Sunday, May 17, 2009

El Cap Zodiac Wall

(click image to enlarge)
I was offered a chance to climb El Cap with Ben from Oregon, a pretty good offer considering all the preparations were made and all the gear was already at the base. Zodiac is on the far right side of El Cap, a shorter route at 16 pitches but very vertical and technical at C3+ A2. I bivyed in Ben's campsite at the Pines and we left the next morning to get on the wall. Ben had the first pitch fixed so all I had to do was jummar up and I was hanging on El Cap. We made slow but steady progress up the Zodiac over the next 6 days moving at the rate of 2 to 3 pitches a day.

Above The Mark of Zorro - Photo: Tom Evans -
On a typical day we would awake about 6 and spend about two hours preparing to climb. This included storing the portaledge, eating breakfast (sweet rolls, nuts and dried fruit), taking a crap and getting the gear reracked.

Black Tower Pitch - Photo: Tom Evans -

Ben Leading the Nipple Pitch - Photo: Tom Evans -
Most days Ben would take the lead and I would spend two or three hours in a belay seat belaying and organizing ropes and gear, and just enjoying the magnificent surroundings, the wall in front of me, the Cathedral Rocks opposite and the busy valley.

Stuart at the Belay - Photo: Tom Evans -
Once at the anchors Bern would haul the bags and I would jummar up the ropes removing the gear and pitons. Usually around dusk we would finish up, deploy the portaledge, have our dinner (cashews, fish and dinner rolls and snickers for desert) and go to sleep about 10.
I lead the 4 C1 pitches on the route so I did all the leading and hauling as we moved through pitches 4-6 on Day 2. The leads included several bolt ladders, hooking through a traverse and an interesting inverted cam hook move. On day 6 I got to lead pitch 14 above Peanut Ledge which is an 80' 4.5" vertical crack followed by airy moves out over a roof to the belay. I walked three cams as I aided over a 50' section of the crack.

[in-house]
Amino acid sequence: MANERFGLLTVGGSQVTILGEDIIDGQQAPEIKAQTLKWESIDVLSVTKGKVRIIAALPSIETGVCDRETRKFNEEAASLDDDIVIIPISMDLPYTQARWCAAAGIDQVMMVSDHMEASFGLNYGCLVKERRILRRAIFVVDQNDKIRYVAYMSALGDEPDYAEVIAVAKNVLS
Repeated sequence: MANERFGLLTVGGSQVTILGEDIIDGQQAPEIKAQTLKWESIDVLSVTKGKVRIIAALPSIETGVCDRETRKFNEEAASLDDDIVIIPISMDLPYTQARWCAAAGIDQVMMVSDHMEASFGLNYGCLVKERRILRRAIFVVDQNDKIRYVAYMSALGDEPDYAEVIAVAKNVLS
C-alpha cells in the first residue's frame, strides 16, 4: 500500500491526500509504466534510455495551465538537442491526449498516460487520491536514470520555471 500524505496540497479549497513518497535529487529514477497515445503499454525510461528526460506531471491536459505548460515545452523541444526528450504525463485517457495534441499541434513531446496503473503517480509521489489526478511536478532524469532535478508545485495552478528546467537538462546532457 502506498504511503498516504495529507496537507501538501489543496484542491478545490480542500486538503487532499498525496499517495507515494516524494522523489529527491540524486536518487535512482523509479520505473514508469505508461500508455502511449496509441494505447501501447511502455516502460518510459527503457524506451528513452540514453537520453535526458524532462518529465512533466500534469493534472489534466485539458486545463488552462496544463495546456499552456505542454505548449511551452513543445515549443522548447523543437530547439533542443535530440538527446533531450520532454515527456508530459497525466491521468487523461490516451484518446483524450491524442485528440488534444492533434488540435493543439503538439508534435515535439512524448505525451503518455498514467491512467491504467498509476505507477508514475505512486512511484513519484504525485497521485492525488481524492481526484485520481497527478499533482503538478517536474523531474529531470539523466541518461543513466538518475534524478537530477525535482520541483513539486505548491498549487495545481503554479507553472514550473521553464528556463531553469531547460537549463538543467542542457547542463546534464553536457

Stuart Leading the Pitch Above Peanut Ledge - Photo: Tom Evans -
On Day 3 as Ben was leading up an overhanging pitch in the gray circle a massive thunderstorm rolled through the valley. Sheets of rain and hail closed in from the direction of Half Dome. Amazing in this overhanging section we were completely protected by the wall and unaffected as climbers on the Nose dived for cover. Horsetail falls 100 yards to my right turned into a flash flood pouring off the top of El Cap. Pretty exciting. That night at dusk a massive rock came off the top of the Nose and plunged loudly through the air to shatter 3000 feet below.
On Day 6 we topped out in the afternoon, organized the gear, hung the portaledge from a tree and bivyed before the heinous descent to come the next day. Getting off El Cap is the worst part of climbing it. You have to scramble down steep class 3 and 4 terrain, bushwack and rappel all with huge. top heavy haul bags on your bag. The descent took us 5 hours and was the hardest day of the climb. When we reached the bottom Ben's mom was there waiting for us with pizza, beer and water. Thanks Becky!
Thanks Ben for taking me with you on this awesome journey. Thanks for your guidance, friendship and patience. This was an amazing opportunity for me to put it all together. And now I am ready to go again. Perhaps in the fall with Rudy McIntire.
Our climb was captured and documented by Tom Evans on the El Cap Report so if you want to see that just go to and check out the posts from May 16 to 21. Thanks Tom for letting me use your pics on my site.

No comments: